The actual experts on Afghanistan were pushing for a real policy change. They wanted America and their allies to stop the funding, training, and arming of terrorists fighting in Afghanistan; to close the safehavens protecting terrorists in Pakistan; and they wanted to stop the radicalization process in thousands of madrassas dotting the Pakistan-Afghanistan border. Those who understood the conflict wanted to get Afghan and Pakistani leaders to sit down and tackle the issues that kept the two nations locked in conflict—the border, India, support for each other’s opposition groups, and economic and drug smuggling issues.

The battle that could have won the Afghan war was the battle to get the policy right, not the battle to eradicate insurgents from any village or stronghold.

How it ended

Because the U.S. and NATO policymakers were not willing to expend effort to solve the Pakistan issue in South Asia, and the Afghan leaders were unable to convince anyone to resolve the Pakistan issues with Afghanistan—it all fell apart. I often tell Afghans that at the end, the U.S. and NATO leaders, and their populations were just exhausted with the war effort. This brief article explains that the exhaustion was self-imposed. By flailing away for 20 years at the wrong issues, those nations that were supposed to be helping Afghans create stability and secure their full human rights, ended the war by just quitting the fight. This ending was exactly the one the Taliban-Haqqani network, AQ, IS-K, Pakistan, China, Iran and Russia wanted, and maybe Qatar too. (Qatar has always had a very curious relationship with violent Islamist groups and terrorists)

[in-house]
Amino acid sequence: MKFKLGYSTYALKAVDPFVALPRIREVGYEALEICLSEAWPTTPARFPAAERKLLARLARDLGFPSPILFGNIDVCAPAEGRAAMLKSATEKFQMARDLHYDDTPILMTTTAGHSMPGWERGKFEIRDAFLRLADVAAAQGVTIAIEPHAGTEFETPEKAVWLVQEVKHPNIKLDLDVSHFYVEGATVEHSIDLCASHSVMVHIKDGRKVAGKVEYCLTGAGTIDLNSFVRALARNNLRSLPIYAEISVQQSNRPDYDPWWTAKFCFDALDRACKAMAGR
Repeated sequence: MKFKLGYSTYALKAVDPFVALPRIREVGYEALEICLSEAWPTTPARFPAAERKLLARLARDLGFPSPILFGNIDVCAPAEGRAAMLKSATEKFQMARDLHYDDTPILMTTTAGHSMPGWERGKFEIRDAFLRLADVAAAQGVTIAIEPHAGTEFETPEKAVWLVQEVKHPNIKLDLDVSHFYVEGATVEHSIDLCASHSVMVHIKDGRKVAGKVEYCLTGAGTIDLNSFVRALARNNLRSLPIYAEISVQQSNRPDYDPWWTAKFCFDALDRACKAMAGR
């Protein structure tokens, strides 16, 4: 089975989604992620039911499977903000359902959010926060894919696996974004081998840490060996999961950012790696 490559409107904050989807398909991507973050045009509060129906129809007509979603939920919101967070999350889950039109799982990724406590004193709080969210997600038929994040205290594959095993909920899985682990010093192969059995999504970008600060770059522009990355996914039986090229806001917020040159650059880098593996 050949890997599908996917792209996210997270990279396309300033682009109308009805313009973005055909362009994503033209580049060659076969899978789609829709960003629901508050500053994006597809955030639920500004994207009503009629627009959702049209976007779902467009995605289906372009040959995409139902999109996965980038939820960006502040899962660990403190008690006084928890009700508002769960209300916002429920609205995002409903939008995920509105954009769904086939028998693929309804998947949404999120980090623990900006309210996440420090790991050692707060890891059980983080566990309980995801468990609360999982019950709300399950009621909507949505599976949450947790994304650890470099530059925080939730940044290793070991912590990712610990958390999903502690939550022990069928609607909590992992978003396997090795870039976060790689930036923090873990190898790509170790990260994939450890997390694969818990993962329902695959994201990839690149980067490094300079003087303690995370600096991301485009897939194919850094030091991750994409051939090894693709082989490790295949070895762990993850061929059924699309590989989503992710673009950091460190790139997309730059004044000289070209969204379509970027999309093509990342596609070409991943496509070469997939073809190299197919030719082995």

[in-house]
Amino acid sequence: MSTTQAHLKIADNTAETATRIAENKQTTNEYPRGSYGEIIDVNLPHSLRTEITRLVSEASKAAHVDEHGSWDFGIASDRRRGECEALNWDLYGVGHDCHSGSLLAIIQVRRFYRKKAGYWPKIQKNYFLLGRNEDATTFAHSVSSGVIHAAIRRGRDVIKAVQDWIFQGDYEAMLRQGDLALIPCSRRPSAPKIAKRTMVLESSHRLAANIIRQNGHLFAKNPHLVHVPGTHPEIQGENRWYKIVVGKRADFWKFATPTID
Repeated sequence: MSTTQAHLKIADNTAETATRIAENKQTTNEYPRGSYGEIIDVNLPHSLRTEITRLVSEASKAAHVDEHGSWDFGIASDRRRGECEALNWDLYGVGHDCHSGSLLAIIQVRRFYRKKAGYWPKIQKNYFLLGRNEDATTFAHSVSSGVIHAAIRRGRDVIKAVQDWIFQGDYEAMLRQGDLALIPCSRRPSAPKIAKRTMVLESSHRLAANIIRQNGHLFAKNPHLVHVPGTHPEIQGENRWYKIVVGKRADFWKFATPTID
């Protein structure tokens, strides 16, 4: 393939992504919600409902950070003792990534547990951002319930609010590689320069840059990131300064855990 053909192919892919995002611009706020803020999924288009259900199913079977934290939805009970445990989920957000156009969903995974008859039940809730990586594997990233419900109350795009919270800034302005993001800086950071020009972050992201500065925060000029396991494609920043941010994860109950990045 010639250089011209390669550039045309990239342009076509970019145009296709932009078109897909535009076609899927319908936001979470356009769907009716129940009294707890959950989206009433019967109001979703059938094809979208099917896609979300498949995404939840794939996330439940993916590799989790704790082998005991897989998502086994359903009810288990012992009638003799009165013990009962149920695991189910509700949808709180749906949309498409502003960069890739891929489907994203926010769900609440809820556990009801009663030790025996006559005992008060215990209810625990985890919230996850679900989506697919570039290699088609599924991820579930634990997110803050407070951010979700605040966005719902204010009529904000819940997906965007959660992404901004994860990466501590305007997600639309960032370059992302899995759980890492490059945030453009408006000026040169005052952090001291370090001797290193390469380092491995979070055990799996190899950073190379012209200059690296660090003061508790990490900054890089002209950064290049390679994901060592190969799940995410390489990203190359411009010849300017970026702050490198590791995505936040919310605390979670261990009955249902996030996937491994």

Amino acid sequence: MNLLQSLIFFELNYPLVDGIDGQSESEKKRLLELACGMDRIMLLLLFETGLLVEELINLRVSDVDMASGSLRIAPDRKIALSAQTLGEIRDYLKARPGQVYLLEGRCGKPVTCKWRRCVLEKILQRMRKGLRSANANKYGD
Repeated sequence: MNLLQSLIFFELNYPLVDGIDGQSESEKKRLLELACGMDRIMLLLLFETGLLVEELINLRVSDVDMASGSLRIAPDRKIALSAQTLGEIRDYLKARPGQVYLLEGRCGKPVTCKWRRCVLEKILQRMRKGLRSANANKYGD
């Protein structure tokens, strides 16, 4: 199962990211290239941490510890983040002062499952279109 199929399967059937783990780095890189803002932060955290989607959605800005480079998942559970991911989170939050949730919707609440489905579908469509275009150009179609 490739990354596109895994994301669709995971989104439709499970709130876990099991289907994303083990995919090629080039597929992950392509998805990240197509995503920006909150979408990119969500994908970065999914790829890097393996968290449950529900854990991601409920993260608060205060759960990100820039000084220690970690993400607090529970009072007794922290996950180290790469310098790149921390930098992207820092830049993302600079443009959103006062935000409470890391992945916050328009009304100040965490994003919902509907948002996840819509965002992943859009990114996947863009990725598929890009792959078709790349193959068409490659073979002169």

No military strategy, no elite commando outfit, no ace pilot, and no brave Marine can ever win a war if they are working within the confines of the wrong national policy. That is a lesson we have failed to learn in every war since Korea. The South Korean long-term-partnership model was the only solution that might have worked to counter the unwillingness of D.C. to stabilize Pakistan and shut down the terrorism factory.

Every nation that wanted America and NATO to fail in Afghanistan counted on the U.S. and NATO states to lose patience with the war and leave. They were correct in their assessment. The Afghan people were abandoned by the world, and all the promised security partnerships disappeared overnight. Afghans were left alone, and hundreds of thousands of people who served in Afghanistan were left wondering what to make of the outcome.

If you are interested in a deeper discussion of Afghanistan and their future, consider attending the Global Friends of Afghanistan conference on Afghanistan at Georgetown University on September 1.


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Jason spent 23 years in USG service conducting defense, diplomacy, intelligence, and education missions globally. Now he teaches, writes, podcasts, and speaks publicly about Islam, foreign affairs, and national security. He is a member of the Military Writers Guild and aids with conflict resolution in Afghanistan.